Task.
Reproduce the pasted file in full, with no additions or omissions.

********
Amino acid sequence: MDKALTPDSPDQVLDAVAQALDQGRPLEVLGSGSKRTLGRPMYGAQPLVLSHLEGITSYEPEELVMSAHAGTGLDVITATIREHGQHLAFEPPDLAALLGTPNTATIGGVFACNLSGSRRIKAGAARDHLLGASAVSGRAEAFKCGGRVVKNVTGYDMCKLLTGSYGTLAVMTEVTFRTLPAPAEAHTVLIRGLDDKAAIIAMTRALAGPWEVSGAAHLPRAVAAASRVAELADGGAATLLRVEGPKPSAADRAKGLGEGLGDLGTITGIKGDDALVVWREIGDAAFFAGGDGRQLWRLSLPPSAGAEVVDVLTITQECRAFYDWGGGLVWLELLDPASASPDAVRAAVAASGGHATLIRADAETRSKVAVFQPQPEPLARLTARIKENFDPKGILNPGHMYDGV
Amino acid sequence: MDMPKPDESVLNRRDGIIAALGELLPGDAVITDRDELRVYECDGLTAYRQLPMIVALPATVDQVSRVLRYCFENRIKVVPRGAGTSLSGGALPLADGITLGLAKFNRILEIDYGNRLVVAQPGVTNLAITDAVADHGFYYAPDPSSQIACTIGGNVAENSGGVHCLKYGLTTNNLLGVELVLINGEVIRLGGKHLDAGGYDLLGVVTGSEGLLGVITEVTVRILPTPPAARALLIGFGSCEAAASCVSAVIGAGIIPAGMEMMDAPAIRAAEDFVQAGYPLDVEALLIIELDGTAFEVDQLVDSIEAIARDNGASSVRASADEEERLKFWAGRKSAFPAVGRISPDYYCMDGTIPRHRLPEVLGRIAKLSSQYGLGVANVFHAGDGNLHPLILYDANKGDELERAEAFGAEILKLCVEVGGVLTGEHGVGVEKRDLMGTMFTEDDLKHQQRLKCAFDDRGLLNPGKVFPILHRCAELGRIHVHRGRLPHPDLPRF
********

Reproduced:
Amino acid sequence: MDKALTPDSPDQVLDAVAQALDQGRPLEVLGSGSKRTLGRPMYGAQPLVLSHLEGITSYEPEELVMSAHAGTGLDVITATIREHGQHLAFEPPDLAALLGTPNTATIGGVFACNLSGSRRIKAGAARDHLLGASAVSGRAEAFKCGGRVVKNVTGYDMCKLLTGSYGTLAVMTEVTFRTLPAPAEAHTVLIRGLDDKAAIIAMTRALAGPWEVSGAAHLPRAVAAASRVAELADGGAATLLRVEGPKPSAADRAKGLGEGLGDLGTITGIKGDDALVVWREIGDAAFFAGGDGRQLWRLSLPPSAGAEVVDVLTITQECRAFYDWGGGLVWLELLDPASASPDAVRAAVAASGGHATLIRADAETRSKVAVFQPQPEPLARLTARIKENFDPKGILNPGHMYDGV
Amino acid sequence: MDMPKPDESVLNRRDGIIAALGELLPGDAVITDRDELRVYECDGLTAYRQLPMIVALPATVDQVSRVLRYCFENRIKVVPRGAGTSLSGGALPLADGITLGLAKFNRILEIDYGNRLVVAQPGVTNLAITDAVADHGFYYAPDPSSQIACTIGGNVAENSGGVHCLKYGLTTNNLLGVELVLINGEVIRLGGKHLDAGGYDLLGVVTGSEGLLGVITEVTVRILPTPPAARALLIGFGSCEAAASCVSAVIGAGIIPAGMEMMDAPAIRAAEDFVQAGYPLDVEALLIIELDGTAFEVDQLVDSIEAIARDNGASSVRASADEEERLKFWAGRKSAFPAVGRISPDYYCMDGTIPRHRLPEVLGRIAKLSSQYGLGVANVFHAGDGNLHPLILYDANKGDELERAEAFGAEILKLCVEVGGVLTGEHGVGVEKRDLMGTMFTEDDLKHQQRLKCAFDDRGLLNPGKVFPILHRCAELGRIHVHRGRLPHPDLPRF